November 2, 2021

Inflated Expectations

     Last quarter Real GDP came out at a 2.0% annual rate, lagging the consensus expected 2.6%, and the lowest since the beginning of the post pandemic recovery. This follows a second quarter release of 6.7% and the question, for me at least is, why will this have no impact on the long term predictions of inflation? After all, first it was the delta variant, that kept the consumer out of the market and kept the sources of consumption out as well. That wasn’t exactly a lockdown, but it was obviously an influence on the wider economic growth. And now it’s the supply chains disruptions that should be examined more closely.

    As we find ourselves in the middle of an earnings season that has seen widespread corporate growth, some of it impressive, the overall growth was overshadowed by the future guidance that the CEO’s presented to the analyst community. Most guidance fell short of a full estimation of further growth and the reason has been the inability to hire employees and the impact that circumstance has had on the ensuing disruptions in the supply chain. Hardest hit from theses disruptions has been the challenges to the technology industries and the demand for advanced semiconductor chips, particularly those used by the rapidly growing global interest in the development of electric vehicles. This is worth noting, because it’s representing real inflation, demand exceeding available supply, and when the supply begins flowing again the demand will pick up where it left off. But according to the Census Bureau’s Small Business Pulse Survey, other industries affected by the supply chain disruptions include 64.6% of Manufacturers, 59.8% of Retailers, 58.5% in Construction and last but not least 51.4% of Accommodation and Food Services. The point is the rest of the disruptions will eventually see some form of the supply chain reopening, but does that mean the current demand will remain active. Retail and the consumer services industries will most likely, in my opinion, not remain active. This is especially true as we enter the holiday season, and the customary slowdown in activity that occurs in the first quarter of the new year.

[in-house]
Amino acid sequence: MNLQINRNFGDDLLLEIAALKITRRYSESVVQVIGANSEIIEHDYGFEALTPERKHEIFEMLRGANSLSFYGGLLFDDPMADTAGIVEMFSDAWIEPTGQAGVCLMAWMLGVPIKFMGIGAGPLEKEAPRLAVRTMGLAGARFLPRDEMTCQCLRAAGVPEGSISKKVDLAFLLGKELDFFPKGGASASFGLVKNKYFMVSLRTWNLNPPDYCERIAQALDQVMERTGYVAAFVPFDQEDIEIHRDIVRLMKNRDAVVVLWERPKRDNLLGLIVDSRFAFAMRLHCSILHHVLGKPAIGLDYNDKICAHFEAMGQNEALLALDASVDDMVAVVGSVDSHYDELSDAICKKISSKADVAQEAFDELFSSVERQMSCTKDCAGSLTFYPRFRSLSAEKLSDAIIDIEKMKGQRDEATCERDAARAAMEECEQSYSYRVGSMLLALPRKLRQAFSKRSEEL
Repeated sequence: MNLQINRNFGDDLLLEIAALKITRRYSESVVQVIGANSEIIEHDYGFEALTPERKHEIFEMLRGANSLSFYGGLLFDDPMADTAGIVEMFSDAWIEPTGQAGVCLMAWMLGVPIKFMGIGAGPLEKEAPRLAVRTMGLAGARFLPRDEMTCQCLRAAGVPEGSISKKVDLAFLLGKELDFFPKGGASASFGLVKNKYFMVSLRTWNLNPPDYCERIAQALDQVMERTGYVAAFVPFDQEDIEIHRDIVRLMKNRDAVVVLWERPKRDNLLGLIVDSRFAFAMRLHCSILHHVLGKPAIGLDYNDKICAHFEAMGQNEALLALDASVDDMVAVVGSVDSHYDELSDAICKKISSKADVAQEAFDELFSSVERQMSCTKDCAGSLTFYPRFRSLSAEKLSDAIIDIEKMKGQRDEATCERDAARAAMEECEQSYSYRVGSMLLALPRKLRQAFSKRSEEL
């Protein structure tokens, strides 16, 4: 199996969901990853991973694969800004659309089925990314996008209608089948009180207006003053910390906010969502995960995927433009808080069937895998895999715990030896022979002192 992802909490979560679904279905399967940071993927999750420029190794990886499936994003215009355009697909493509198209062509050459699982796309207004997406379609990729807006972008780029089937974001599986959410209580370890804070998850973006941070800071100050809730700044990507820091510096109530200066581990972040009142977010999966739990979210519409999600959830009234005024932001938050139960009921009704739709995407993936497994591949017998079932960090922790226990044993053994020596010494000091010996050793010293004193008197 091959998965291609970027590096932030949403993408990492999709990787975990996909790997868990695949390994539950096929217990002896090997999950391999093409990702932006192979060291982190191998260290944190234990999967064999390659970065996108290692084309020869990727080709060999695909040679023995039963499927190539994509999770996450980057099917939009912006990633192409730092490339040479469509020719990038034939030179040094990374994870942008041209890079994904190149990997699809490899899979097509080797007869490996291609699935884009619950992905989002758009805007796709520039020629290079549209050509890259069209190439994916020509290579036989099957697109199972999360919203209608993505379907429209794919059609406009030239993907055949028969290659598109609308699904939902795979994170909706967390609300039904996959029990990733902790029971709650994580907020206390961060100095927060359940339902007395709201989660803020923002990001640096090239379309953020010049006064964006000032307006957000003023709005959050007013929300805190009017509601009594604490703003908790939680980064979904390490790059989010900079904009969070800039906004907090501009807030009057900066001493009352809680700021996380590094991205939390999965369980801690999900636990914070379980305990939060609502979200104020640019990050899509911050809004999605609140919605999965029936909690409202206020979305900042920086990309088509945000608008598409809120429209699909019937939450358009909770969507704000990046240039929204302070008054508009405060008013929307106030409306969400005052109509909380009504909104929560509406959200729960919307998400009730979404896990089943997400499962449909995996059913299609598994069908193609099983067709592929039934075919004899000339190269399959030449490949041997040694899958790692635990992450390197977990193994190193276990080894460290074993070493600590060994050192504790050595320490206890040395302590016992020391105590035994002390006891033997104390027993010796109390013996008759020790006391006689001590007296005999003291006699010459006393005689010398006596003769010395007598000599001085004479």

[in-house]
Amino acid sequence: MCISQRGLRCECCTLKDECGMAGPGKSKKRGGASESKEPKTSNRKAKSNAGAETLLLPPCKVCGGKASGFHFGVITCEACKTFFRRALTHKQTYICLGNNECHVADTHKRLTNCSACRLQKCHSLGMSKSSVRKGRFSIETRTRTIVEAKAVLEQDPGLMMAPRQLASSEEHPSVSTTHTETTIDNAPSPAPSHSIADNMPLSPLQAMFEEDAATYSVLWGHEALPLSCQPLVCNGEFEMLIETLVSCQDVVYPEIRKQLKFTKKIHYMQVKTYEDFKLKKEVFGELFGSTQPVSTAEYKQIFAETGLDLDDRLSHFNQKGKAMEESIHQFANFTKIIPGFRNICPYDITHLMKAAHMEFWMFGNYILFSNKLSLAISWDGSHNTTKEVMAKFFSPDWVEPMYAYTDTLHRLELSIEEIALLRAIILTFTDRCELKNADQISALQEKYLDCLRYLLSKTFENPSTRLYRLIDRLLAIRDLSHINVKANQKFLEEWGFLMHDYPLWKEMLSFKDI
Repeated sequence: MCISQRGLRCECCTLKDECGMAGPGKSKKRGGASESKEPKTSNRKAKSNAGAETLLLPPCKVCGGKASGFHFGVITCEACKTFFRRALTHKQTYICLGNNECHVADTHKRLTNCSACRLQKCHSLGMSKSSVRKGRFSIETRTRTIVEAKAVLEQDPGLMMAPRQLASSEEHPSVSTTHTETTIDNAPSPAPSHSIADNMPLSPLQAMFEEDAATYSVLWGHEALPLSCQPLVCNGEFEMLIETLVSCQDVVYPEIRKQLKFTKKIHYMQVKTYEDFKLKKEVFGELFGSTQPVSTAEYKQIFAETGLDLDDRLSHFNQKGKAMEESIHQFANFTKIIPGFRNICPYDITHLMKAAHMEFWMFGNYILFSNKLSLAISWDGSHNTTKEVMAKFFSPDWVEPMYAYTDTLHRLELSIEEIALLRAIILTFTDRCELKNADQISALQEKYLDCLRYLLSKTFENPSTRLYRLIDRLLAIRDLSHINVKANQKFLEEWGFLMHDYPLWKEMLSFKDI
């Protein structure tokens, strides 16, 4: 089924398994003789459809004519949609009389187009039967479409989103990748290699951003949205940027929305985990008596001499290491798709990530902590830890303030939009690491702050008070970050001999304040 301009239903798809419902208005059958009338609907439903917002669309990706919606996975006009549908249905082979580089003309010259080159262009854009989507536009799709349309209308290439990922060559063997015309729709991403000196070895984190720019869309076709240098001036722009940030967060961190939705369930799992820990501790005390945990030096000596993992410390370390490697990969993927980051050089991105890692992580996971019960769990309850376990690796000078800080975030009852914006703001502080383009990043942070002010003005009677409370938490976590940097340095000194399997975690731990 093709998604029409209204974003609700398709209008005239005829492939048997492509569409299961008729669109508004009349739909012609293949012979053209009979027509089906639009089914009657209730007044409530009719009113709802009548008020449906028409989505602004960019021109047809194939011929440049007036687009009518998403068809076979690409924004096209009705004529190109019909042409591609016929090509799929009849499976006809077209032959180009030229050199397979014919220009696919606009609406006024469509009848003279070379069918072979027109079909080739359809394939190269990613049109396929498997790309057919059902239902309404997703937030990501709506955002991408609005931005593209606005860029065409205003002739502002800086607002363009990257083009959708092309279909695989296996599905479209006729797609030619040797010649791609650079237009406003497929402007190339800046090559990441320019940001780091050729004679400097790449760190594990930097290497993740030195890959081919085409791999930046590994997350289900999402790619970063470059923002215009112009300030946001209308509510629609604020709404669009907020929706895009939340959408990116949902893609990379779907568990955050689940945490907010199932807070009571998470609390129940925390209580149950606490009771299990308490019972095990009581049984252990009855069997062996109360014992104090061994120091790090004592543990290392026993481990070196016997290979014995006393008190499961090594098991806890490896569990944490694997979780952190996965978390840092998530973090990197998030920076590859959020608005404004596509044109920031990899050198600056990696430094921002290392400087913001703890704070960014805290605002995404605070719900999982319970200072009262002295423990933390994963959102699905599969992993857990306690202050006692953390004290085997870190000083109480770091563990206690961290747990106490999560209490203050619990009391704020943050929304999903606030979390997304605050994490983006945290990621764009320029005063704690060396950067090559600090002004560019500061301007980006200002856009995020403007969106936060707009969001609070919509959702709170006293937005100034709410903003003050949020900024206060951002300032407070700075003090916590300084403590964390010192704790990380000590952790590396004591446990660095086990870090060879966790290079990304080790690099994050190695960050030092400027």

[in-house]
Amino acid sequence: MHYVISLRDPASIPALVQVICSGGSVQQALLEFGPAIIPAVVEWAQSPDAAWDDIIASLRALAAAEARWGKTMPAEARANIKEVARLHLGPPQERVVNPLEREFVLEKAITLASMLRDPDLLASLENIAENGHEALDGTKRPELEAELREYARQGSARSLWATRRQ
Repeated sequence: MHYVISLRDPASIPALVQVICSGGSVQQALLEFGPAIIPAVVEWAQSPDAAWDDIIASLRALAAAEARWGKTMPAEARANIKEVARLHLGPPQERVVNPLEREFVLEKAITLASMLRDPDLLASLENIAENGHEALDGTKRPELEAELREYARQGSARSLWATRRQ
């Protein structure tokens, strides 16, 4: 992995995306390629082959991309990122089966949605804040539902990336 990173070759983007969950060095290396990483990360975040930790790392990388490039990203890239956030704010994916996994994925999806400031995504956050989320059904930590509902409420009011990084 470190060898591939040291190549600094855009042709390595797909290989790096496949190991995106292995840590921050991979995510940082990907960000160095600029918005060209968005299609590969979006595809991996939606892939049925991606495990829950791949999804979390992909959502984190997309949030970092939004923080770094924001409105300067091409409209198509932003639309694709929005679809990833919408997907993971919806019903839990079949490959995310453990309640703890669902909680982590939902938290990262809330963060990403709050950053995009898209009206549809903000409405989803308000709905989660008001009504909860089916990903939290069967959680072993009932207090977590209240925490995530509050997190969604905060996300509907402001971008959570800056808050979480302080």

Economic data is still feeling the pressure as recent Personal Income declined 1% in September, the ISM Manufacturing Index declined to 60.8 in October, New orders for Durable Goods (washers, dryers, refrigerators, etc.) declined .04% in September. The impact on the consumer, over 65% of GDP, from the Delta variant that impacted the economy by cutting the previous quarters growth rate in half, so why not the supply chain disruptions on the consumer, a source for intense demand and subject mood and cultural distractions, find their way into consumption habit. In short, if the consumer can’t find what they want, thanks to the digital age, they can easily find an alternative that’s available. Hence, a sum zero game, and that isn’t inflation. 

    There is a lot going on in the US and a lot going on in the world. Some of it impacts our individual investments but none of it evades our strategy. Infrastructure, the real stuff, consumer products, including iPhones and iPads, from the resources to the retail services, and all with a technical edge. The goal is to be prepared for the incoming return to normal, new or otherwise, and at present, the markets seem to think so too.